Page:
Question: We had an inquiry from someone who is reading Genesis for Ordinary People who said, they’d been told that God would not use evolution to create life because it involved mistakes and God doesn’t make any mistakes. There’s no law to evolution, it’s a random chance thing and God doesn’t use random chance. God, they were told, can make things in a flash. Ping, and there’s a pig etc."
Answer: Saying there are mistakes that were made as life made its way to where it is today, is not the right way of looking at creation. God uses laws, and the principles we see in creation are still around us today. For instance we could say, “Why does God need to have 100 million sperm to fertilize one egg in a woman’s fallopian tube?” God could do it with one sperm if he wanted to. Yes, he could, but he has chosen to use the principal of probability, or what is known as the law of large numbers, it’s what a layman calls the law of averages. Or we could say, “Why does it rain on the sea?” It is the land that needs the rain not the sea. Furthermore, researchers have calculated that each of the billions of the stars in the Milky Way have at least one planet. Why the need for so many planets when only earth is needed? But that’s the way God has designed the universe, things have a way of working out well using the ‘law of large numbers’. An oak tree may drop 10,000 acorns but very few germinate, but oak trees survive well. This is the "Way of God."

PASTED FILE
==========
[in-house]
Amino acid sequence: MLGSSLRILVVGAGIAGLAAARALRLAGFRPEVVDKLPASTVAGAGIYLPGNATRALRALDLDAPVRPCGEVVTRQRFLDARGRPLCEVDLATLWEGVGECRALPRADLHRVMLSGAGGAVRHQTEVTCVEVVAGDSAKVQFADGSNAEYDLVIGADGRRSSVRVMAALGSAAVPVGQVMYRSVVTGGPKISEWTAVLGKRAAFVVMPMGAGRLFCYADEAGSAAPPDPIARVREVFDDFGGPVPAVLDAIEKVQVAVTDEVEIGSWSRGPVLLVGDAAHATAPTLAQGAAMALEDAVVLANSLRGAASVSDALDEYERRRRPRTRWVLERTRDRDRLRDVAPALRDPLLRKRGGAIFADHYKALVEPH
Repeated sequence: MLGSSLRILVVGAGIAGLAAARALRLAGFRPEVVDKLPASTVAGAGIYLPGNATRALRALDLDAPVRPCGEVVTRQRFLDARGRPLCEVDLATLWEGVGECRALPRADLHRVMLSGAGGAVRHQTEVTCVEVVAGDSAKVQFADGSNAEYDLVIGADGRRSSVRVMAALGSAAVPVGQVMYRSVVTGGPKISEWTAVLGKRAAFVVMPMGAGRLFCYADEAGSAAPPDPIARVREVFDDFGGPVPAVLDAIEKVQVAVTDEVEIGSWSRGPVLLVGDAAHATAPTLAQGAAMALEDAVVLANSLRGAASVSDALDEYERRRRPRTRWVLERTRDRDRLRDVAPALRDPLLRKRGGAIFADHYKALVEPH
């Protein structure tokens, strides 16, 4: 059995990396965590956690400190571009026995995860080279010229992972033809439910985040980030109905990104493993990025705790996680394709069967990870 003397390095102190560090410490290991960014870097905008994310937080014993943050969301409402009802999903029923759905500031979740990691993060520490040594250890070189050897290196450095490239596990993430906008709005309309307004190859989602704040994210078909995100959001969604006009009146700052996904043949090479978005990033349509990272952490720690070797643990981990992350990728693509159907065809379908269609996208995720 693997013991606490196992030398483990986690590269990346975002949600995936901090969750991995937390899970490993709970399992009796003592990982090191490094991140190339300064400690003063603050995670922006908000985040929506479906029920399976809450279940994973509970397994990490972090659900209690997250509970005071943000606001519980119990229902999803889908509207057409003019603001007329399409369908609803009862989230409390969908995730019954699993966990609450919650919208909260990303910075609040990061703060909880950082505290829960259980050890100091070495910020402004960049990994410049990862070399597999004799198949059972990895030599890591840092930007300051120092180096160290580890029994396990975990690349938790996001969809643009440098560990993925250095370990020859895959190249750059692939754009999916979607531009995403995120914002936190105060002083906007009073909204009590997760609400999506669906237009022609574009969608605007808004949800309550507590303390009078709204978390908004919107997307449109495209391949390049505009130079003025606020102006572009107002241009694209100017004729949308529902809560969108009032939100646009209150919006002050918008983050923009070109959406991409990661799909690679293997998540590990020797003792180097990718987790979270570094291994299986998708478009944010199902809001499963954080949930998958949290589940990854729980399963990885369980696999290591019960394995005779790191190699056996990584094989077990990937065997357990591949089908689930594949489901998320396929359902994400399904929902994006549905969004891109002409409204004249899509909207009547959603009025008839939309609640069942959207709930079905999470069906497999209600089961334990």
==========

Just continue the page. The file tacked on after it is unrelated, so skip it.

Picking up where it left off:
The Bible teaches us to have a similar method: "Sow your seed in the morning, and at evening let your hands not be idle, for you do not know which will succeed, whether this or that" (Eccl 11:6).
So to say there is no law in place as life progressed to where it is today is not correct. What we call “survival of the fittest” or “natural selection” is a delicate omnipotent sifting process, God's way of sorting the wheat from the chaff; it’s his preferred mode of working, and seems to work very well. "God made the animals of the earth after their kind... and God saw that it was good" (Gen1:25)